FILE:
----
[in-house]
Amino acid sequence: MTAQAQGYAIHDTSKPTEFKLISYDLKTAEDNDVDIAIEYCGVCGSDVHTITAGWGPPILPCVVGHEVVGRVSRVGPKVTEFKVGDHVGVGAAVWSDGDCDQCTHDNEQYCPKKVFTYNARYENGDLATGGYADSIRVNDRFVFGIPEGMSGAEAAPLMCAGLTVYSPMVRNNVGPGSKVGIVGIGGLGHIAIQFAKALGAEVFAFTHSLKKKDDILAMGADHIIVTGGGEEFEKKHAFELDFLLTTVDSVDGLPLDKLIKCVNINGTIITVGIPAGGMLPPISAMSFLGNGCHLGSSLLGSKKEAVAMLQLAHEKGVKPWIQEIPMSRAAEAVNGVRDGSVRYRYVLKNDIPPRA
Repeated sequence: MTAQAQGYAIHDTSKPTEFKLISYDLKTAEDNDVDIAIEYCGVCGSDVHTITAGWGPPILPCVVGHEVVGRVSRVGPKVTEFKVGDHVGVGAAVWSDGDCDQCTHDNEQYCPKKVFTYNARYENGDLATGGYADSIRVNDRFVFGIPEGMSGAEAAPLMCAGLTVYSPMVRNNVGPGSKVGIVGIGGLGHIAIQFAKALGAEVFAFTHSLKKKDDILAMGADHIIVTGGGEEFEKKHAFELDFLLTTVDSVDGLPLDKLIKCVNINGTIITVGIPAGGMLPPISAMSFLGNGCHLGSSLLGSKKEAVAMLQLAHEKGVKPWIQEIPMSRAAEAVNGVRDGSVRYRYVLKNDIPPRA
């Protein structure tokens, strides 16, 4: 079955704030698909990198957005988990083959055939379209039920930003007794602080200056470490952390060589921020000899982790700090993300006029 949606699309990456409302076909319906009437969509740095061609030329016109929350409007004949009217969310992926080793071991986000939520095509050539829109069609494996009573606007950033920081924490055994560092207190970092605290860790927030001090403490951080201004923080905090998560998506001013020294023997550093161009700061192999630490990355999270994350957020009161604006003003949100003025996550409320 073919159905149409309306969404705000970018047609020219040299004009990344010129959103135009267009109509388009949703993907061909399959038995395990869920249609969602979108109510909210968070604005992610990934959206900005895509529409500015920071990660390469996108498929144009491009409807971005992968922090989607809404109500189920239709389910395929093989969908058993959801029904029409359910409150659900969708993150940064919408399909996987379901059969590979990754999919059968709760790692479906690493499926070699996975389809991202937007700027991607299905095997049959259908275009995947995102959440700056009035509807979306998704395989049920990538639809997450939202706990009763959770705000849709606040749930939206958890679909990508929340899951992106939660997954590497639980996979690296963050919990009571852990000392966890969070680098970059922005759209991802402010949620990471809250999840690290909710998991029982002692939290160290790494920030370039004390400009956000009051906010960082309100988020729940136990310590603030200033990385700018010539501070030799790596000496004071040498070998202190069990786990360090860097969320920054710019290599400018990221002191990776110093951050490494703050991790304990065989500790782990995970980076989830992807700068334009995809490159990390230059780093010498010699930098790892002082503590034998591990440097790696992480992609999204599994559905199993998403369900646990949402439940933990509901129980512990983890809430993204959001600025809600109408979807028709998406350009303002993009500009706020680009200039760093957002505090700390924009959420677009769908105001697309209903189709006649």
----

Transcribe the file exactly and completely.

[in-house]
Amino acid sequence: MTAQAQGYAIHDTSKPTEFKLISYDLKTAEDNDVDIAIEYCGVCGSDVHTITAGWGPPILPCVVGHEVVGRVSRVGPKVTEFKVGDHVGVGAAVWSDGDCDQCTHDNEQYCPKKVFTYNARYENGDLATGGYADSIRVNDRFVFGIPEGMSGAEAAPLMCAGLTVYSPMVRNNVGPGSKVGIVGIGGLGHIAIQFAKALGAEVFAFTHSLKKKDDILAMGADHIIVTGGGEEFEKKHAFELDFLLTTVDSVDGLPLDKLIKCVNINGTIITVGIPAGGMLPPISAMSFLGNGCHLGSSLLGSKKEAVAMLQLAHEKGVKPWIQEIPMSRAAEAVNGVRDGSVRYRYVLKNDIPPRA
Repeated sequence: MTAQAQGYAIHDTSKPTEFKLISYDLKTAEDNDVDIAIEYCGVCGSDVHTITAGWGPPILPCVVGHEVVGRVSRVGPKVTEFKVGDHVGVGAAVWSDGDCDQCTHDNEQYCPKKVFTYNARYENGDLATGGYADSIRVNDRFVFGIPEGMSGAEAAPLMCAGLTVYSPMVRNNVGPGSKVGIVGIGGLGHIAIQFAKALGAEVFAFTHSLKKKDDILAMGADHIIVTGGGEEFEKKHAFELDFLLTTVDSVDGLPLDKLIKCVNINGTIITVGIPAGGMLPPISAMSFLGNGCHLGSSLLGSKKEAVAMLQLAHEKGVKPWIQEIPMSRAAEAVNGVRDGSVRYRYVLKNDIPPRA
């Protein structure tokens, strides 16, 4: 079955704030698909990198957005988990083959055939379209039920930003007794602080200056470490952390060589921020000899982790700090993300006029 949606699309990456409302076909319906009437969509740095061609030329016109929350409007004949009217969310992926080793071991986000939520095509050539829109069609494996009573606007950033920081924490055994560092207190970092605290860790927030001090403490951080201004923080905090998560998506001013020294023997550093161009700061192999630490990355999270994350957020009161604006003003949100003025996550409320 073919159905149409309306969404705000970018047609020219040299004009990344010129959103135009267009109509388009949703993907061909399959038995395990869920249609969602979108109510909210968070604005992610990934959206900005895509529409500015920071990660390469996108498929144009491009409807971005992968922090989607809404109500189920239709389910395929093989969908058993959801029904029409359910409150659900969708993150940064919408399909996987379901059969590979990754999919059968709760790692479906690493499926070699996975389809991202937007700027991607299905095997049959259908275009995947995102959440700056009035509807979306998704395989049920990538639809997450939202706990009763959770705000849709606040749930939206958890679909990508929340899951992106939660997954590497639980996979690296963050919990009571852990000392966890969070680098970059922005759209991802402010949620990471809250999840690290909710998991029982002692939290160290790494920030370039004390400009956000009051906010960082309100988020729940136990310590603030200033990385700018010539501070030799790596000496004071040498070998202190069990786990360090860097969320920054710019290599400018990221002191990776110093951050490494703050991790304990065989500790782990995970980076989830992807700068334009995809490159990390230059780093010498010699930098790892002082503590034998591990440097790696992480992609999204599994559905199993998403369900646990949402439940933990509901129980512990983890809430993204959001600025809600109408979807028709998406350009303002993009500009706020680009200039760093957002505090700390924009959420677009769908105001697309209903189709006649």